** Some idiot would try to come up with a third film around the "drama" of the 1988 Wimbledon semifinal which would bomb even more than that recent attempt to revive "V: The Miniseries".
I really enjoyed this post, S-E but the others are also so interesting, and some of the players' lives you mentioned really deserve to be seen on screen. A lot of details I had no idea about, great to learn.

Witness of an Era of Grandeur
Chris the Ice Lady - Martina Grace&Power
Fraulein Forehand - The Divine Argentine
Merciless Monica - Barcelona Bumblebee
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post #9 of 15 (permalink) Old May 22nd, 2015, 12:46 PM
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Re: Tennis players movies could be made about

Quote:
Originally Posted by BCP View Post

Oh, and Lisa Bonder!


Quote:
Originally Posted by Sumarokov-Elston View Post
** Some idiot would try to come up with a third film around the "drama" of the 1988 Wimbledon semifinal which would bomb even more than that recent attempt to revive "V: The Miniseries".
Oh no, I liked the re-boot of V. I was devastated that they canned the third season. I mean, the earth was in serious shit!

Quote:
Originally Posted by calou View Post
Lenglen was the first diva .
King the pioneer
Martina Nav ,her life is a roman .
The Navratilova /Evert rivalry who turned in a real and special friendship .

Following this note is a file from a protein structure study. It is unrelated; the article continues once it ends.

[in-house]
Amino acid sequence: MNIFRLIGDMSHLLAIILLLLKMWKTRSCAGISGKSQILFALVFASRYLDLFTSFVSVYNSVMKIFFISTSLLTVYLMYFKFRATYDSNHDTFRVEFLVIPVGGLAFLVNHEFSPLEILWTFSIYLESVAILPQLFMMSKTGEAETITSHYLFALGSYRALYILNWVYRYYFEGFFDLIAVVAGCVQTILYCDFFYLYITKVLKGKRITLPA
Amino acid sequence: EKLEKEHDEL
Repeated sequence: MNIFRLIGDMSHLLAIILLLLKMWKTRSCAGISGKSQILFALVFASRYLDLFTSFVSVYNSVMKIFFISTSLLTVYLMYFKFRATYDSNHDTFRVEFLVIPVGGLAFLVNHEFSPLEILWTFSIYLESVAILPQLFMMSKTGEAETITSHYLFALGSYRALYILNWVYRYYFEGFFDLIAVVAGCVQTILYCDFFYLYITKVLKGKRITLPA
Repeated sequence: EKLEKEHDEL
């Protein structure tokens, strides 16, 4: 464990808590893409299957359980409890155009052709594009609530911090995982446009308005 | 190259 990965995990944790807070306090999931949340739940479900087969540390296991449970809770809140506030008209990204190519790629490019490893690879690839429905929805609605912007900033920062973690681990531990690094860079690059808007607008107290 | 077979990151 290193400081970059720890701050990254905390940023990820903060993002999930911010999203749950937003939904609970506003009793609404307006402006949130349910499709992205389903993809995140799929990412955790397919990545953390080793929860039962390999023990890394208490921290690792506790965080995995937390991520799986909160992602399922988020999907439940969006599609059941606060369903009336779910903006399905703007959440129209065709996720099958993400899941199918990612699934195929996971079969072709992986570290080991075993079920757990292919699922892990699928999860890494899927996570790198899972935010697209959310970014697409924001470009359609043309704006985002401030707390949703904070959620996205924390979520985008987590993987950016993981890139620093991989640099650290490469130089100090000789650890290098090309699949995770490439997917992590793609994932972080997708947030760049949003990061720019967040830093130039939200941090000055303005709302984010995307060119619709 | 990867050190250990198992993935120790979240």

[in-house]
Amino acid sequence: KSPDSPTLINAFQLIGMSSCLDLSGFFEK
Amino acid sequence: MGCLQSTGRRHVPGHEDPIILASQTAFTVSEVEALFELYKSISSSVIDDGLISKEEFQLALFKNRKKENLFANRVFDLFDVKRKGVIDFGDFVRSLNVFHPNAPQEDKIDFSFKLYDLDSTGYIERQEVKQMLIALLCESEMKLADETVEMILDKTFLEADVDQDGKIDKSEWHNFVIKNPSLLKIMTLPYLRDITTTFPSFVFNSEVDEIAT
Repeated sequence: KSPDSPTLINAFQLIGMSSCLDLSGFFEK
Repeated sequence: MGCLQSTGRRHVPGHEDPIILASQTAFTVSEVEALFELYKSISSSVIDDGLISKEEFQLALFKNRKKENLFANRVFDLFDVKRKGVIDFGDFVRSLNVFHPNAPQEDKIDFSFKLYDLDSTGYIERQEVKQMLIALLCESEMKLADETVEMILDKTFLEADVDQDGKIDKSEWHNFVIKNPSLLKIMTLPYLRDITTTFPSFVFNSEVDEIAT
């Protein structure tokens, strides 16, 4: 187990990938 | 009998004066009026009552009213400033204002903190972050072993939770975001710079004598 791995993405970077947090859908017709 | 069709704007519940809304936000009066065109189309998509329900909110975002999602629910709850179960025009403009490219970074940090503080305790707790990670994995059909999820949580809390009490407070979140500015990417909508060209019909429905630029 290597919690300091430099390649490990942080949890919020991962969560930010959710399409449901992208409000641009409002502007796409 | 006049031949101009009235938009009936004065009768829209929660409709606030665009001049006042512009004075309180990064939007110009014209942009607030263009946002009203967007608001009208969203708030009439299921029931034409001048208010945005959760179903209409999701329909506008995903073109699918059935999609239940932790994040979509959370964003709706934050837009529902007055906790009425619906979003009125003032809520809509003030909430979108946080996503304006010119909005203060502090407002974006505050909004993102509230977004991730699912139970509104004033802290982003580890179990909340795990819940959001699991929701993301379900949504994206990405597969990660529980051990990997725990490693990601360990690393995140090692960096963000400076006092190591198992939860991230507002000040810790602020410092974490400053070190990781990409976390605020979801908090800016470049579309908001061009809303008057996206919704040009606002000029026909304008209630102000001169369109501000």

Seles and the stabbing .
I guess all the all time greats deserve a movie
BJK story.... no doubt.

Even a doco on the cattiness and drama of women's doubles would be awesome.

There's more to life than just being happy.
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post #10 of 15 (permalink) Old May 23rd, 2015, 03:57 PM
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Re: Tennis players movies could be made about

Was that excerpt from "Martina Unauthorised" too big or did the database just foul up yesterday (was having page loading problems)?
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post #11 of 15 (permalink) Old May 23rd, 2015, 11:57 PM
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Re: Tennis players movies could be made about

Since we have some people in the audience who might not be familiar with this particular biography, we present excerpts from Martina Unauthorised, and by "unauthorised" we mean greatly dramaticized and embellished. It's like Chris and Martina also had a rivalry going over whose personal life could be more messed up and borderline!